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O’NEILL ebecca “Becky” O’Neill is an attorney and clinical law professor with the Southern Illinois University School of Law Legal Clinic. She grew up in Johnston City, went to John A. Logan College, SIUC and then SIU School of Law. She practiced law for three years, starting in 1988, and has been at the legal clinic since 1991.


While O’Neill teaches students the finer points of law, her passion in her position at the legal clinic is to help the less fortunate with legal assistance, particularly the elderly, and to impress upon her students the importance of doing the same, now and in the future. O’Neill established and continues to support the Bessie Engram Community Service Award at SIU School of Law, which provides an annual monetary award to the SIU law student who demonstrates the most community service to the elderly. Mary Rudasill, former director of clinical programs at SIUC, in her support of O’Neill as the 2004-2005 winner of the Lindell B. Sturgis Public Service Award at SIUC, noted that, in ONeill’s approach with elderly clients, she “sets a great example for our law students. She demonstrates that you can be an extremely ethical, competent and successful attorney while still treating everyone involved with respect.” Rudasill went on to note that, “For several years, she took students to the soup kitchen in Marion and provided short-term legal services to those who came for the daily free meal. These special activities relate to one of Becky’s main teaching objectives — to impress upon law students the great need for pro bono legal service activities after they graduate and start their practice. “It does not take too many road trips



through rural Southern Illinois to demonstrate to law students that many, many people cannot afford to hire an attorney to address their legal problems. Becky’s students will certainly be among those lawyers who understand this need.” O’Neill routinely volunteers to make presentations on legal issues of concern to the elderly. These presentations, which are not part of her employment duties, usually take place outside of regular work hours, and she travels all over Southern Illinois to make them. Through the presentations, she shares legal information with agency personnel, organizations for the elderly and others who may serve the elderly through their employment. However, O’Neill’s passion for helping extends beyond just legal services for the elderly. In fact, some might say it is at the opposite end of the spectrum. “When my son was in junior high, he was in a musical at school,” she recalls. The company that produces musicals for rental at schools hosted an international theater festival in Atlanta that year. “The school district couldn’t afford to send the kids, so a group of five of us mothers took our children there to participate,” she continues. “We won, so we then started thinking about ways to give other children in Southern Illinois the same opportunities to participate in the arts.” The next summer, O’Neill drafted the paperwork to get a 501(c)(3) nonprofit organization established to do just that. It is called ArtStarts. She recruited a board of directors and began locating volunteers to help with the organization — to bring the vision of ArtStarts to life. She is currently president of the organization. The goal of ArtStarts, which serves the southern 14 counties of Illinois, is to provide opportunities in the arts for youth ages 5 through 18, particularly to those who might not otherwise be able to participate because of economic barriers. The organization sponsors a number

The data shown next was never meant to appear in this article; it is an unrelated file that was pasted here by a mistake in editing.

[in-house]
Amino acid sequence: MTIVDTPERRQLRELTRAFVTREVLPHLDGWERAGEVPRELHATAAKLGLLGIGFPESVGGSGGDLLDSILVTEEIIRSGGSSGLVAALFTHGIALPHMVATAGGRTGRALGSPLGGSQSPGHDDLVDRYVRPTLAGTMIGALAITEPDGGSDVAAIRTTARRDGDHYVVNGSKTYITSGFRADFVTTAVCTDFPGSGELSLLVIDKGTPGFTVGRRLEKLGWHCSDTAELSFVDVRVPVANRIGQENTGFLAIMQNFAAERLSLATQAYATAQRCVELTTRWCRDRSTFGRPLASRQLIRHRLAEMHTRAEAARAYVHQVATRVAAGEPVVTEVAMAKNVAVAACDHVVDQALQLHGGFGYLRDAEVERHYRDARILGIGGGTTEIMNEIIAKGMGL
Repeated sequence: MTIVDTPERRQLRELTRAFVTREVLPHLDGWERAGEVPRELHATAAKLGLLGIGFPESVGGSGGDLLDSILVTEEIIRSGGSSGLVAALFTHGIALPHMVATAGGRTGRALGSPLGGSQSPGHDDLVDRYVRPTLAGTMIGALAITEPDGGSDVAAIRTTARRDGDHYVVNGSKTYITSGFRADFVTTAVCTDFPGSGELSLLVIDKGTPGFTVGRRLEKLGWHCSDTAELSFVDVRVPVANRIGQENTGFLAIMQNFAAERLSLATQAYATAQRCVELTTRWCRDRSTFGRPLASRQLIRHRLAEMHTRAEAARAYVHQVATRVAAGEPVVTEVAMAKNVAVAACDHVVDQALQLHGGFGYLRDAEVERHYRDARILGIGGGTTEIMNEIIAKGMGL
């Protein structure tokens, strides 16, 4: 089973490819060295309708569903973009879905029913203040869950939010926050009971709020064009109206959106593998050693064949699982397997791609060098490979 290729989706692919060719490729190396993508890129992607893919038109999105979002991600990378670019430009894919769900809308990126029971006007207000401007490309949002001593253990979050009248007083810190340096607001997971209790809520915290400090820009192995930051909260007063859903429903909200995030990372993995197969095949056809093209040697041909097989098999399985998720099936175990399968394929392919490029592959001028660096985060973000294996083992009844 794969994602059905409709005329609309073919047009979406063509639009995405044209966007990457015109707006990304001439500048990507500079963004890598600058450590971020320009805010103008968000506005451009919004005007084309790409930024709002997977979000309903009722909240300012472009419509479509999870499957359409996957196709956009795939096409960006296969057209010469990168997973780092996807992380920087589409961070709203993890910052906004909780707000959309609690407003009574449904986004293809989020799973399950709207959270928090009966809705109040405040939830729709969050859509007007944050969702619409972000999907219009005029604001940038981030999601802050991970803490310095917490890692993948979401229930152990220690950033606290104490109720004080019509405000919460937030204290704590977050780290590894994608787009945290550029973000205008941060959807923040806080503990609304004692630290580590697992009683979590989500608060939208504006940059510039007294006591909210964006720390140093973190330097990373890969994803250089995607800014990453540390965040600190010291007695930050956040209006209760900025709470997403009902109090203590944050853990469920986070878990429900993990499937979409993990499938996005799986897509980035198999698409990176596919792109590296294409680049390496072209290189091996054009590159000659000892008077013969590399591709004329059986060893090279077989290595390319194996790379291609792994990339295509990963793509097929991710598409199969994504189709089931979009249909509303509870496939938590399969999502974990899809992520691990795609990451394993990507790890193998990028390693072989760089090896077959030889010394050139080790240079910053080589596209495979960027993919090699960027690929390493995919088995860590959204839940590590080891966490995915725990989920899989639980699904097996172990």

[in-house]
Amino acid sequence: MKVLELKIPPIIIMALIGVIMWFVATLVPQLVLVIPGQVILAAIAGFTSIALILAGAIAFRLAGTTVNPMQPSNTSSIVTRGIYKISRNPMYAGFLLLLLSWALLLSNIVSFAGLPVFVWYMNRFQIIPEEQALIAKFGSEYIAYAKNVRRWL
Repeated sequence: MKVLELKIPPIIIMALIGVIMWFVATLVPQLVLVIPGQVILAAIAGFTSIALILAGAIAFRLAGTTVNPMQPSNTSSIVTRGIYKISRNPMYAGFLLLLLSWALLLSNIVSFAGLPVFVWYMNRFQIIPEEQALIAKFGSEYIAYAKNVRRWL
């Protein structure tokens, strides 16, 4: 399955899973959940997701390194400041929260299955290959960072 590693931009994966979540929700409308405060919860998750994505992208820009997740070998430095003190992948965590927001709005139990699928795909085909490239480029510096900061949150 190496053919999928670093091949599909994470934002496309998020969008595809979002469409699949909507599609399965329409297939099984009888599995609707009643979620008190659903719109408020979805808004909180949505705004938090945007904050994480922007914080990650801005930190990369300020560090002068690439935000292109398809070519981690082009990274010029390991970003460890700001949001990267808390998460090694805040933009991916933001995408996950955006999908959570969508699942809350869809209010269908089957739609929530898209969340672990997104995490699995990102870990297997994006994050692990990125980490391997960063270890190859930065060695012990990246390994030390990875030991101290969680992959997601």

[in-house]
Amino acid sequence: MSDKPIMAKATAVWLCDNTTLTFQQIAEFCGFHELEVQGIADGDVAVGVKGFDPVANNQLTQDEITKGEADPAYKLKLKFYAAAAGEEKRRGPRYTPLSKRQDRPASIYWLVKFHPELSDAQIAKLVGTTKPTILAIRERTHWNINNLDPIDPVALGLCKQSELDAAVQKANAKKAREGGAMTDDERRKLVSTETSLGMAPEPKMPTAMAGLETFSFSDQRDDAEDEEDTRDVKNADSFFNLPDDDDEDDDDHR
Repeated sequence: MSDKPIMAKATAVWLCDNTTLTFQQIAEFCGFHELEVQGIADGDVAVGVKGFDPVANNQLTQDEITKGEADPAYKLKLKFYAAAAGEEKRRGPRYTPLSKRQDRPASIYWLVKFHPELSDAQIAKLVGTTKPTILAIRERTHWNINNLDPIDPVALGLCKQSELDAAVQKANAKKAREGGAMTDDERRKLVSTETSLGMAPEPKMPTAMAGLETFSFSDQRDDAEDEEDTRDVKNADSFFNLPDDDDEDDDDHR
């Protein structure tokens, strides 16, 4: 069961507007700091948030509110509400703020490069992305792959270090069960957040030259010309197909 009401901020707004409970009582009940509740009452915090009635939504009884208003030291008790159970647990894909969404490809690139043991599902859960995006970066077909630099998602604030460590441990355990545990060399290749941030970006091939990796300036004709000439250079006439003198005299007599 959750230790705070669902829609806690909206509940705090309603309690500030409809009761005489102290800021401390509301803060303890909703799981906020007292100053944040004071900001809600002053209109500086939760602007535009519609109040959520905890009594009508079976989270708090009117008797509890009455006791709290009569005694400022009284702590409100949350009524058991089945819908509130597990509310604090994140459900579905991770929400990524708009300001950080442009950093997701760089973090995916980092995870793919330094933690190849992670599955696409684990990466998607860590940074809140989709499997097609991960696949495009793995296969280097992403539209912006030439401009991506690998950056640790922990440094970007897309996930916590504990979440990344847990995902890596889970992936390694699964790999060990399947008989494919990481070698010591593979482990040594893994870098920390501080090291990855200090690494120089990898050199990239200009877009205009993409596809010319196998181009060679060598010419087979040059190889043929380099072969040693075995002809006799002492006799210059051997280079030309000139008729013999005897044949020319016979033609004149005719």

of events. These include putting on summer theater camps, hosting art competitions and offering scholarships for students of underserved populations who plan to pursue an art-related field in college. ArtStarts also produces spring musicals. “These are huge productions, which are held at the Marion Cultural and Civic Center each year, and our shows usually sell out,” O’Neill says. These spring shows will usually draw 4,000 to 6,000 people each year. The organization also produces a large dance show in the fall. “About nine charities participate,” she explains. They have couples who dance, similar to “Dancing with the Stars,” and the participants earn funds for their charities. “During these shows, we have huge production numbers that the children put on,” she adds. Last year, that event raised about $95,000 for charities. During these various events, the youth members manage the stages, assist with costuming and choreography, sell ads for the programs, manage the box offices, work as ushers, sell merchandise, handle the lighting and music, manage the sound and MAY 2010

Leaders Among Us